Global Dialogues on Emerging Science and Technology (GDEST)

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Global Dialogues on Emerging Science and Technology (GDEST)

ong>Globalong> ong>Dialoguesong> on EmergingScience and Technology (GDEST)Science andTechnologyAdviser to theSecretaryTopics were selected in recognition of existing and/oremerging opportunities in the host country/countries1. Japan, February 2005: Sensors, Nano-materials andNano-structures.2. Europe, December 2005: Quantum Computing andCoherence.3. China, March 2006: Biometrics & Genomics.4. India, October 2006: Agricultural Biotechnology5. Brazil, November 2006: Bioinfomatics6. Africa, March 2008: Geospatial Sciences forSustainable Development


GDEST 2008:Geospatial Sciences forSustainable Development inAfricaU.S. Department of State:Office of the Science Adviser to the SecretaryOffice of the Geographer and ong>Globalong> Issues


GDEST 2008 AFRICA,STRATEGIC CONTEXT:US has lost ground in geospatial science and technology (GS&T)applications in Africa since WSSD Johannesburg – 2002US GS&T Programs should be based on strategicconsiderations, rather than one-off off initiatives.Linkages to national strategies and ministries are key.Need for genuine donor coordination and dialogue to ensure greatergefficacy and sustainability of programs.Recognize existing expertise and capacity and reinforce existingnetworks.Focus on regional efforts wherever possible.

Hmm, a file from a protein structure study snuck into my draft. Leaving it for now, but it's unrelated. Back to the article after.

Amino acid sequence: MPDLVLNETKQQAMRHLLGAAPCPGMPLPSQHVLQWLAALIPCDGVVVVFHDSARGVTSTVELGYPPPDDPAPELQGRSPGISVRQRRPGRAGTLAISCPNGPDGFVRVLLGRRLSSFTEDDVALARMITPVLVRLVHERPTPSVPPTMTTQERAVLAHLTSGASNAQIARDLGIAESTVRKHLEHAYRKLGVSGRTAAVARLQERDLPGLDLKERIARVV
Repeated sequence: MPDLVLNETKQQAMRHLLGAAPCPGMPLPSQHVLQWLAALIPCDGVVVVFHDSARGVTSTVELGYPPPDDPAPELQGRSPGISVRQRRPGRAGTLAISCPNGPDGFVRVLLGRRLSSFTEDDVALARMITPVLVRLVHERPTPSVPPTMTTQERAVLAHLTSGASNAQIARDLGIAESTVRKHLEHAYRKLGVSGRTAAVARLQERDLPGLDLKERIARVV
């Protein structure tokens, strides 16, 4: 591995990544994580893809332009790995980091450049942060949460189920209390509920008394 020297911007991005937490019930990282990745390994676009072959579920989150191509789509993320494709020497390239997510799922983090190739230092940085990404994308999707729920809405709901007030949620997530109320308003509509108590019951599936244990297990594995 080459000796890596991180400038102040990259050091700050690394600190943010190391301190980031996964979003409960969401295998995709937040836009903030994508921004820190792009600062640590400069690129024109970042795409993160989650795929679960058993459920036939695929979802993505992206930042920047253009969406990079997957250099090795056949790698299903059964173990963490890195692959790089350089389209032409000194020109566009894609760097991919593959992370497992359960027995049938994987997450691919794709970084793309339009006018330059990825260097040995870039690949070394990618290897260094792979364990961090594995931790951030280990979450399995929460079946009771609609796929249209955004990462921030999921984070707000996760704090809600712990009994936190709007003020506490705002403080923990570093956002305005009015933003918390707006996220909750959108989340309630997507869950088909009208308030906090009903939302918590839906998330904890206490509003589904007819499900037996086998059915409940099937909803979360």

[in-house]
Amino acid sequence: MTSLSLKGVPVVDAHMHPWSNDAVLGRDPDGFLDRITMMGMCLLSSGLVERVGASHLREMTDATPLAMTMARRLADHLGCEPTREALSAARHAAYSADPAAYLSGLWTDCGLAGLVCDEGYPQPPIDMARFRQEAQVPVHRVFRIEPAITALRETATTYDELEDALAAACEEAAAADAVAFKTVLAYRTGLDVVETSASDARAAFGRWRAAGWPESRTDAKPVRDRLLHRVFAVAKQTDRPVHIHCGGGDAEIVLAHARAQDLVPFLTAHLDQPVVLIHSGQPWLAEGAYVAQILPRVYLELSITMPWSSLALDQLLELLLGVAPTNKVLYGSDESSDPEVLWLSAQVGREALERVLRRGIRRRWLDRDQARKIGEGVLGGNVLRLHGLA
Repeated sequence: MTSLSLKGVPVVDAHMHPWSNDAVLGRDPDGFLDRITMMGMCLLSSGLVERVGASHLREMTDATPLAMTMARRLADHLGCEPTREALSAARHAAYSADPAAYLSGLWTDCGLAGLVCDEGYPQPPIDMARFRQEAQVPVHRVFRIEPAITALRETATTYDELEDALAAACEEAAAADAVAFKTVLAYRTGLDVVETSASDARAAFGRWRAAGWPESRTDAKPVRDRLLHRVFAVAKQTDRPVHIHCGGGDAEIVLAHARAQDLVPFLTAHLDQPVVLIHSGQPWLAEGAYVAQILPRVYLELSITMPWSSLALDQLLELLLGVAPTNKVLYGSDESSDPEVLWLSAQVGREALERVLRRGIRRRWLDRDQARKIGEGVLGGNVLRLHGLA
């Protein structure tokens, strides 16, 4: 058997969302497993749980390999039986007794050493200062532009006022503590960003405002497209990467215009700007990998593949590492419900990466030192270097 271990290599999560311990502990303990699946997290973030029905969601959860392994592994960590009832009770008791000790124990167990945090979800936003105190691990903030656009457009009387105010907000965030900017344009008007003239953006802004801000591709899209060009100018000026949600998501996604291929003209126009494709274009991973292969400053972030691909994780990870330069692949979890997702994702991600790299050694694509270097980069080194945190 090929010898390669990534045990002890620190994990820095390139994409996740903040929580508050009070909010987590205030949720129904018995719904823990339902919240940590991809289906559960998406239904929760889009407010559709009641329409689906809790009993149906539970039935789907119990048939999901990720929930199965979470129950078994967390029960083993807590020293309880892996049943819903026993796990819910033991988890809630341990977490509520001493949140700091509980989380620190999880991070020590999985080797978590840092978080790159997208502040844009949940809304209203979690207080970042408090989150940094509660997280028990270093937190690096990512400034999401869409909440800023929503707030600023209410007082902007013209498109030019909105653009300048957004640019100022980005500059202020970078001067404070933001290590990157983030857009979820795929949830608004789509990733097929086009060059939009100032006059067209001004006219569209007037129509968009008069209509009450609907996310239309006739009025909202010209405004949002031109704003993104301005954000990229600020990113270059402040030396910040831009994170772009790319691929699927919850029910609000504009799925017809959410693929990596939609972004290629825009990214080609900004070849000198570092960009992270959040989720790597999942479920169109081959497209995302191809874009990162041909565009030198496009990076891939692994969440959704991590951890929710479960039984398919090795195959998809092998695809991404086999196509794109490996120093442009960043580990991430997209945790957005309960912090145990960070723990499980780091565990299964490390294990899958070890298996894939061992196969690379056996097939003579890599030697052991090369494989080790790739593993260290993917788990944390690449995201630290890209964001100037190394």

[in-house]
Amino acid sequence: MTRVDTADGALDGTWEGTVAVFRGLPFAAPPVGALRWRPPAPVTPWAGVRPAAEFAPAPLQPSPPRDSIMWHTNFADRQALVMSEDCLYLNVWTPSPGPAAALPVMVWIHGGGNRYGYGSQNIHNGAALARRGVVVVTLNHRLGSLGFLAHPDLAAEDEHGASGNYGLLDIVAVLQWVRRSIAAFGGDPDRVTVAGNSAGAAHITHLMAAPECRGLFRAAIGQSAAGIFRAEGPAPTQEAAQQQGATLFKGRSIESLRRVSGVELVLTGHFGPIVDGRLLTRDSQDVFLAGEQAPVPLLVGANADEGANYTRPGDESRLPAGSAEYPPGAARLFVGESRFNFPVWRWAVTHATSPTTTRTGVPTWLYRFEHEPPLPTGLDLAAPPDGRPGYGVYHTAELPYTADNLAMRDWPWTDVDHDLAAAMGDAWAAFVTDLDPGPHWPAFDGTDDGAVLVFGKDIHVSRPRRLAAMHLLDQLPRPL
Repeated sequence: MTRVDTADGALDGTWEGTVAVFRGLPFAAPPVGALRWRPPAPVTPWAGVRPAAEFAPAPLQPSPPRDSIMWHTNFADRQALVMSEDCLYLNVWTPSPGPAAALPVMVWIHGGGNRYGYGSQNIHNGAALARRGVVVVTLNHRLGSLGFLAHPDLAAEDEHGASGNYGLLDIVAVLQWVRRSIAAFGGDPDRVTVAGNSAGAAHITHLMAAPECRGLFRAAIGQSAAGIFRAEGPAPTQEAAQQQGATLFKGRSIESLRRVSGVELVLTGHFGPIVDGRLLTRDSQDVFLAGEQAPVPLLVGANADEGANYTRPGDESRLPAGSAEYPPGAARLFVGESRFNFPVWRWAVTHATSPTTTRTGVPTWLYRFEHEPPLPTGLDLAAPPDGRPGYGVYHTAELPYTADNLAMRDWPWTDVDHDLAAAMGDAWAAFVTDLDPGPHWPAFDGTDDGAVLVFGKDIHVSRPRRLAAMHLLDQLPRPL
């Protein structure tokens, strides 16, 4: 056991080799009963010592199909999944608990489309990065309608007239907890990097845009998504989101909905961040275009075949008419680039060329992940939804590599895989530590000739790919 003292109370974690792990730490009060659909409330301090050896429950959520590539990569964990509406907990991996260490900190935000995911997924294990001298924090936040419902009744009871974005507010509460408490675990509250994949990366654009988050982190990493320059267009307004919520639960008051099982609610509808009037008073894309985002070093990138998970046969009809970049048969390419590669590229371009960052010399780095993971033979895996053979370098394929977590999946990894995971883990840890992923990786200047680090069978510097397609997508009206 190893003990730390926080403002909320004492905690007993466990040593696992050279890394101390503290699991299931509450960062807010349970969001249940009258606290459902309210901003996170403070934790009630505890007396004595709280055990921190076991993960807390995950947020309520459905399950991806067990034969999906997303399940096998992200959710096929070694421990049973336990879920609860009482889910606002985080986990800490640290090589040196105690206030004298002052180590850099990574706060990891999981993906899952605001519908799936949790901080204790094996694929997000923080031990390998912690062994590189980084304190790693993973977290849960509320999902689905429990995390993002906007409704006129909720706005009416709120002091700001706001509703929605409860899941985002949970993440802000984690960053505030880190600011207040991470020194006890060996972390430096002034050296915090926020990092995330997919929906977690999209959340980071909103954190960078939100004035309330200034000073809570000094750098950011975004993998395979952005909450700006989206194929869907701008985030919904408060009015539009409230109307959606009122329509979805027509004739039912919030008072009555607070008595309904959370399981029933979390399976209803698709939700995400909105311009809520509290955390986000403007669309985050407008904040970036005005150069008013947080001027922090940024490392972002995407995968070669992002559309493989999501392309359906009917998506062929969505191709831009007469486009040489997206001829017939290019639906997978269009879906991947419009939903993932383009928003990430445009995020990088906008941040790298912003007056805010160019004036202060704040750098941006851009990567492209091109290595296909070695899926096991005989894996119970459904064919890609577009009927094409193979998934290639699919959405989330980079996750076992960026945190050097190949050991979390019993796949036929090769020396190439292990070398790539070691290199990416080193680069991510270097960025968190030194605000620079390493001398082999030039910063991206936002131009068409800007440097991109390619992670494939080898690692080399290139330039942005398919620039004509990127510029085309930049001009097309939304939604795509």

GDEST 2008: Geospatial Sciences forSustainable Development in Africa,March 1-19, 1 19, 2008Two teams, 17 persons: USG, Academe, NGOsSite visits to 9 Countries: Gov’t, , Universities, Private Sector–Team West: Senegal, Burkina Faso, Niger, Nigeria–Team East: Uganda, Rwanda, Kenya, Botswana, South AfricaCapstone conference in Cape Town, March 17-1919


ObjectivesGDEST Africa 2008Observing AfricaAnalysis of regional challenges to AfricaThe Africa Data StreamOutcomes/RecommendationsContinue the dialogue, , review progress, &bring in other partners through alreadyscheduled fora;Build upon what exists; ; using existingexpertise and networks of excellence;Facilitate face-toto-face networking at variouslevels;Support collaborative African projects andplatforms;Develop sustainable mechanisms for thesupply of high resolution remotely senseddata,Strengthen university “islands of stability”Compile and maintain an inventory of geo-information initiatives in Africa


Key Challenges:Capacity vs. capability;Moving capacity to sub-national levels;Access to data:BandwidthPoliciesDevelop and maintain on-thethe-ground data arraysand networks at various scales;Sustainability of partnerships beyond initial funding.


GOALS of the ongoing process:1. Information sharing: understanding what activities and applicationsrelated to Geospatial Science and Technology for SustainableDevelopment in Africa are currently underway in five sectors (gov(gov’t,private, academic/research, foundations, NGOs).2. Building individual contacts and partnerships within and across sectors.3. Facilitate coordination of current and future activities.4. Establish/increase collaboration among sectors (in the U.S.).5. Establish and strengthen relationships with African partners (supportrather than supplant local activities and capacity).6. Sustain these partnerships.7. EIS-Africa, Kampala, Oct. 26-30

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